That's when it hit me. Conceptually, Opus III is genius. The opening could just smell like a cacophony of notes, but keeping in mind the inspiration behind the scent, it becomes a bit clearer what one is smelling. The opening calls to mind the image of finding an ancient text up in a forgotten attic that is covered with years, possibly decades of dust. The leather binding is dry and the pages are stiff and yellowing, and the chest you found it in is a bit musty. None of this is unpleasant, although it isn't what one would call pleasant, either. It just is.
Within a few minutes the chaos of the opening has settled down and a very dry and powdery note begins to emerge, along with a hint of banana. Thankfully, the banana note was much more quiet on skin than on paper, and it called to mind nothing more than some ripe bananas hanging on a hook over in the corner of the room. The dry and powdery note has a couple facets and calls to mind two things: the smell of chalk dust, and the smell of a certain type of paper that for some reason made me think of the smell of a Bible I had as a child. There is a hint of sweetness, but the notes remain very dry, but thick and lush. The texture of the scent is so very very full, very dense, slightly stuffy even, but never suffocating.
A slightly rubbery note begins to emerge. Erasers. Yes, the smell of those all too familiar pink erasers. Dusty books and dry paper, chalk, erasers. This could very well be the smell of a small room where Einstein or Feynman pored over tomes of knowledge, jotted thoughts in a notebook and scrawled out equations on a chalkboard. The room is small and dusty and a bit stuffy but it is warm and comforting. It smells very old and yet familiar, comfortable.
Over time the woods of the base press through the chalk/eraser/paper accord, modifying it so that everything smells older, drier. The whole room is now but an image on a piece of film tucked into a photo album in a chest that you will someday find in the future. An old memory, almost forgotten, now recalled in sepia tones.
I don't know what to make of the scent. Conceptually, as I said, it is really genius. After settling down within the first 15 minutes or so, it becomes very comfortable to wear, although it is a very dry powdery scent with a hint of dry woods (papyrus, a gentle sandalwood). Not feminine, per se, and not masculine in any kind of modern sense. It is just old fashioned. It is more the smell of a time and a place and thus is not directly associated with gender, as the time and place recollected are unrelated to either gender as well.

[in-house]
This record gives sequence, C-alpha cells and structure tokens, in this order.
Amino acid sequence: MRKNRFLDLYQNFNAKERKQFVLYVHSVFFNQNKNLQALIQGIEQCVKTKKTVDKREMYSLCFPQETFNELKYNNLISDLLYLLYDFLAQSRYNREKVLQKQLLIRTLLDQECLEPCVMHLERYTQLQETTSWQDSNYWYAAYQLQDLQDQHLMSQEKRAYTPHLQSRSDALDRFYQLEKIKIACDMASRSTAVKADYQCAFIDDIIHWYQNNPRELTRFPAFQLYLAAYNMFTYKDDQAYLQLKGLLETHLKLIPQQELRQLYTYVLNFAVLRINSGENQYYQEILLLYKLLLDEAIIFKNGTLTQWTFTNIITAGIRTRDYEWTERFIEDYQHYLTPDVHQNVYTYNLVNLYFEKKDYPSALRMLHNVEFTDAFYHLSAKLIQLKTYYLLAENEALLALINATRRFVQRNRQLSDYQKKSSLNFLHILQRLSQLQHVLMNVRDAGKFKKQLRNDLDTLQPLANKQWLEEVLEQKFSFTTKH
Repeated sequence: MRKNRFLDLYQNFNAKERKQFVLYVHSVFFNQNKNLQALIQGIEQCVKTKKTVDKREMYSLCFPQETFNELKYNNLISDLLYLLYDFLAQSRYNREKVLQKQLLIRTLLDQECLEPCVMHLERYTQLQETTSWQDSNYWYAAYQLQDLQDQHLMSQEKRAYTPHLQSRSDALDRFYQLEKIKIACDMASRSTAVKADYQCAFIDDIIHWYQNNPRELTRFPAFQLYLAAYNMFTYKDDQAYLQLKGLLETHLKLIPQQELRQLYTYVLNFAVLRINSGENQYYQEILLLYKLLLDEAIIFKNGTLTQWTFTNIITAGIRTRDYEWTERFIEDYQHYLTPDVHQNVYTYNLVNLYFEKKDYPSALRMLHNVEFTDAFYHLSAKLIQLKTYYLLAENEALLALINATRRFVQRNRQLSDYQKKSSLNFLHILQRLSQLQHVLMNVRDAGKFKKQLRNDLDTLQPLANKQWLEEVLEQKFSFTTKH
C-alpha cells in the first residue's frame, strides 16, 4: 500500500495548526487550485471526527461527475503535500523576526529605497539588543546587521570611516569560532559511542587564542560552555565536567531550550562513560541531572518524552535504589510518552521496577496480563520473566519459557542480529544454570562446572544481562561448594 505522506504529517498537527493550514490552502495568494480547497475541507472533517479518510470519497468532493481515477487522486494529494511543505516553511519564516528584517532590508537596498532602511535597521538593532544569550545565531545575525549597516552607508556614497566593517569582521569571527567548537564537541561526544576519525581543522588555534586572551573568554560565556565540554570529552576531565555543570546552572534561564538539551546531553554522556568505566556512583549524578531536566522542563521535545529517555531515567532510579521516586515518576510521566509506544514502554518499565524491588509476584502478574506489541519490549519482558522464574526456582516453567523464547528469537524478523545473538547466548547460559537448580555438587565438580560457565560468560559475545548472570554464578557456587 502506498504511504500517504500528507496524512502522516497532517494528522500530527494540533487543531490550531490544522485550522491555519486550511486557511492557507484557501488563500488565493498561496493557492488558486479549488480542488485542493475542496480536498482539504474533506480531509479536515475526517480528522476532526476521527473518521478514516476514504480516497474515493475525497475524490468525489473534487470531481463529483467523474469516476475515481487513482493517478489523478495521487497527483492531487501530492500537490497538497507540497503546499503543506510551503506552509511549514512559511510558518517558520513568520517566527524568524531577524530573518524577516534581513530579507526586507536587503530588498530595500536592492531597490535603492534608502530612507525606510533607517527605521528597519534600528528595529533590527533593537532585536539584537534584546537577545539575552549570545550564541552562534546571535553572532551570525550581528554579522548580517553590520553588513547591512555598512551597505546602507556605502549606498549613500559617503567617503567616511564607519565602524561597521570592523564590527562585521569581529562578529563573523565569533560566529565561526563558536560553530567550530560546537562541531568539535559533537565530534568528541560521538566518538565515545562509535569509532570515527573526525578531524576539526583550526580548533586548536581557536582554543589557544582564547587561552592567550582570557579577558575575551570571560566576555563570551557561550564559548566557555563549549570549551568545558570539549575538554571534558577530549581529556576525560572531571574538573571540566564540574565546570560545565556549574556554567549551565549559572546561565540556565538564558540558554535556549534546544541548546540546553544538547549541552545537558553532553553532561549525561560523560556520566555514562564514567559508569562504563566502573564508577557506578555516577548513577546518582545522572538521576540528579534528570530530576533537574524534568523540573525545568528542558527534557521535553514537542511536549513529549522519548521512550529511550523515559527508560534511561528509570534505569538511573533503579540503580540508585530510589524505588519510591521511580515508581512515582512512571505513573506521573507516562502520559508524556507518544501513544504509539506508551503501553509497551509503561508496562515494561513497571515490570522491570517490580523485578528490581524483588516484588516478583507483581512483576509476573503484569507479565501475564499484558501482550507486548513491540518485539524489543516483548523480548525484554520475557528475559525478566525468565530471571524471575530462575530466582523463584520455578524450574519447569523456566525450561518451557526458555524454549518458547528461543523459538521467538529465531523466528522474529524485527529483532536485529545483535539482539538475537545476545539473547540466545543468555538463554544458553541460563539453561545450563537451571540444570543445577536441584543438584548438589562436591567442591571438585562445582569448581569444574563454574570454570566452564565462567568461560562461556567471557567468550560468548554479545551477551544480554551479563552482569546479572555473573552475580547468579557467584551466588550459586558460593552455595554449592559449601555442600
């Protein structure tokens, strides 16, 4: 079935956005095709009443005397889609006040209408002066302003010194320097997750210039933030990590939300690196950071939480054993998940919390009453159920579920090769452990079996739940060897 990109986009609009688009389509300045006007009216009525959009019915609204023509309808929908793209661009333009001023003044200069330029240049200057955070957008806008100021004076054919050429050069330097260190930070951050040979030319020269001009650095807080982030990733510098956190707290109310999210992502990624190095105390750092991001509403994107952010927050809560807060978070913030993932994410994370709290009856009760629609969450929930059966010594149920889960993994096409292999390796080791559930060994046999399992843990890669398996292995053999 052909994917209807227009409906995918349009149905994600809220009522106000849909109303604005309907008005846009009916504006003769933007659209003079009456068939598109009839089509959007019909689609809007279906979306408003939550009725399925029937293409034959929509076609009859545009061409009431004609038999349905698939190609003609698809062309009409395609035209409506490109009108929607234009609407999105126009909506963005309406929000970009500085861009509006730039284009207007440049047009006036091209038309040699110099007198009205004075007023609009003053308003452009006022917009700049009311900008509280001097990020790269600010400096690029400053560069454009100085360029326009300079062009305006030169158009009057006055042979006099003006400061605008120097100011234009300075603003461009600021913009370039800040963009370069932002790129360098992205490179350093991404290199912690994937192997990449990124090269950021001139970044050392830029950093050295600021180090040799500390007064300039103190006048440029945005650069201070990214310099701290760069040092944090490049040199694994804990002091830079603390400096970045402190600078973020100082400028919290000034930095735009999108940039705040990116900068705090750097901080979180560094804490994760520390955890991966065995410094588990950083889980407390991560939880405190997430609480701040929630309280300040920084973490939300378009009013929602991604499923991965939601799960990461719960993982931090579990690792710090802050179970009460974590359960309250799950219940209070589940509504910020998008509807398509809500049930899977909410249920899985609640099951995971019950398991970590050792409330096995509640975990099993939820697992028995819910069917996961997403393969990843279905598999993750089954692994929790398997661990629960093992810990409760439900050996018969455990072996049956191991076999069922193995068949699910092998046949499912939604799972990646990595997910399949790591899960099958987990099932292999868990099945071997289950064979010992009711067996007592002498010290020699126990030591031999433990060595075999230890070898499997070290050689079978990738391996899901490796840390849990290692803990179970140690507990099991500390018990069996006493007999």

It's very strong and longevity is fantastic. Sillage seems moderate. I wouldn't wear this often, but it would be the perfect scent to wear while doing some intensive studying, especially when all cooped up inside during winter, whether it be in a dorm room, library, or fireside in the den.
4.7/5 conceptually, 4/5 subjectively.
I may pick up a small decant or a few more samples for the few days this winter when it would really hit the spot. This is a one spray scent, in my opinion, so I could probably get away with a mere 2mL to last me all winter.
Worth a sniff if you are into conceptual scents, or are looking for a dry powder comfort scent (think Or des Indes, although this is a bit less ornate/luxurious, although this smells higher quality and far more 'comfy').
ointments and perfume delight the heart....
Being unfamiliar with L'Artisan, I decided to buy some samples, and they arrived today.
Although shown as unisex, I found Timbuktu, Dzing! and Dzongkha too feminine for my taste. They reminded me of something that my dear old aged Mother would wear. Tea For Two was more interesting with it's tea note, but far too powerful at the top for me.
While I was at it, I tried MPG George Sand which had a vinegary smell to my nose.
I also retried Tauer's L'air du Desert Marocain. It really is a well crafted fragrance but much like several Parfumerie Generale fragrances, also so well crafted, there is a sort of soft furry note which just doesn't agree with me. It gives me a headache. Such a shame, 'cause it really is a beauty.
Life's a bitch. If it were a slut it'd be easy.
That being said, heavy lavender has a very leathery quality, especially with all that salt. I can see how that could totally be a leather note and I'm just reading a couple of the ingredients while other people are better at smelling the big picture. There was a thread a little while back about missing the forest for the trees - I'm probably doing that, focusing on little details while everyone else sees the whole composition better.